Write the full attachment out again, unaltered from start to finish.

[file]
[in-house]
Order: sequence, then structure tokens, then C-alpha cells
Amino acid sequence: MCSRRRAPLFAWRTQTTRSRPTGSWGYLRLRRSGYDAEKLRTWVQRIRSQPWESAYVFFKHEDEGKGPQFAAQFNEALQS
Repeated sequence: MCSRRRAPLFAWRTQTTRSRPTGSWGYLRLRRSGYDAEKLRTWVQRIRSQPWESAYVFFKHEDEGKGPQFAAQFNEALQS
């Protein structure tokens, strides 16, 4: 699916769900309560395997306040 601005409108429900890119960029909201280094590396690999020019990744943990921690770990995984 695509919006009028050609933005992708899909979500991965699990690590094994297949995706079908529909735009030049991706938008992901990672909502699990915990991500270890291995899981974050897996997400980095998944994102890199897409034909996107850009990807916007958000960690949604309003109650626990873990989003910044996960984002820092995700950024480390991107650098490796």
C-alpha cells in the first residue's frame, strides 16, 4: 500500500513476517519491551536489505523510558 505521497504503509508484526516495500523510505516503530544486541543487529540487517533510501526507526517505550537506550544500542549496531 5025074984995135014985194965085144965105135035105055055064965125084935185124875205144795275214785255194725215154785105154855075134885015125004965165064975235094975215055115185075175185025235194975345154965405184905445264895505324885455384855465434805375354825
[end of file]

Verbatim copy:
[in-house]
Order: sequence, then structure tokens, then C-alpha cells
Amino acid sequence: MCSRRRAPLFAWRTQTTRSRPTGSWGYLRLRRSGYDAEKLRTWVQRIRSQPWESAYVFFKHEDEGKGPQFAAQFNEALQS
Repeated sequence: MCSRRRAPLFAWRTQTTRSRPTGSWGYLRLRRSGYDAEKLRTWVQRIRSQPWESAYVFFKHEDEGKGPQFAAQFNEALQS
């Protein structure tokens, strides 16, 4: 699916769900309560395997306040 601005409108429900890119960029909201280094590396690999020019990744943990921690770990995984 695509919006009028050609933005992708899909979500991965699990690590094994297949995706079908529909735009030049991706938008992901990672909502699990915990991500270890291995899981974050897996997400980095998944994102890199897409034909996107850009990807916007958000960690949604309003109650626990873990989003910044996960984002820092995700950024480390991107650098490796």
C-alpha cells in the first residue's frame, strides 16, 4: 500500500513476517519491551536489505523510558 505521497504503509508484526516495500523510505516503530544486541543487529540487517533510501526507526517505550537506550544500542549496531 5025074984995135014985194965085144965105135035105055055064965125084935185124875205144795275214785255194725215154785105154855075134885015125004965165064975235094975215055115185075175185025235194975345154965405184905445264895505324885455384855465434805375354825